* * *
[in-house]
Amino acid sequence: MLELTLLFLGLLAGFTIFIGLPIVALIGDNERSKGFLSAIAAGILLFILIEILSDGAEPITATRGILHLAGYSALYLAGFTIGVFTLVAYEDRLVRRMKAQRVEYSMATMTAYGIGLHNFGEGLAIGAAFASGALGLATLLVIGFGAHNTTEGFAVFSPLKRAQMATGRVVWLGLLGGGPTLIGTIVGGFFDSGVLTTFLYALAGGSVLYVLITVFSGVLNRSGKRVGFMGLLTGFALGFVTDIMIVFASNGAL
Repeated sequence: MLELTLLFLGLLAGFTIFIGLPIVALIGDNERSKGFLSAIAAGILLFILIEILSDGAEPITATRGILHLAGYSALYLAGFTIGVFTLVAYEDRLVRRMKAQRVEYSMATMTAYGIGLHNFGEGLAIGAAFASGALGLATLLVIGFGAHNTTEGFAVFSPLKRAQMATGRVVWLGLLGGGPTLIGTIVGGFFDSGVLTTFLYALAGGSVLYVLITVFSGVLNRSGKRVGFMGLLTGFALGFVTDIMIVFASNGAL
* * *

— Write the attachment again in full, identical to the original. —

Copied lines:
[in-house]
Amino acid sequence: MLELTLLFLGLLAGFTIFIGLPIVALIGDNERSKGFLSAIAAGILLFILIEILSDGAEPITATRGILHLAGYSALYLAGFTIGVFTLVAYEDRLVRRMKAQRVEYSMATMTAYGIGLHNFGEGLAIGAAFASGALGLATLLVIGFGAHNTTEGFAVFSPLKRAQMATGRVVWLGLLGGGPTLIGTIVGGFFDSGVLTTFLYALAGGSVLYVLITVFSGVLNRSGKRVGFMGLLTGFALGFVTDIMIVFASNGAL
Repeated sequence: MLELTLLFLGLLAGFTIFIGLPIVALIGDNERSKGFLSAIAAGILLFILIEILSDGAEPITATRGILHLAGYSALYLAGFTIGVFTLVAYEDRLVRRMKAQRVEYSMATMTAYGIGLHNFGEGLAIGAAFASGALGLATLLVIGFGAHNTTEGFAVFSPLKRAQMATGRVVWLGLLGGGPTLIGTIVGGFFDSGVLTTFLYALAGGSVLYVLITVFSGVLNRSGKRVGFMGLLTGFALGFVTDIMIVFASNGAL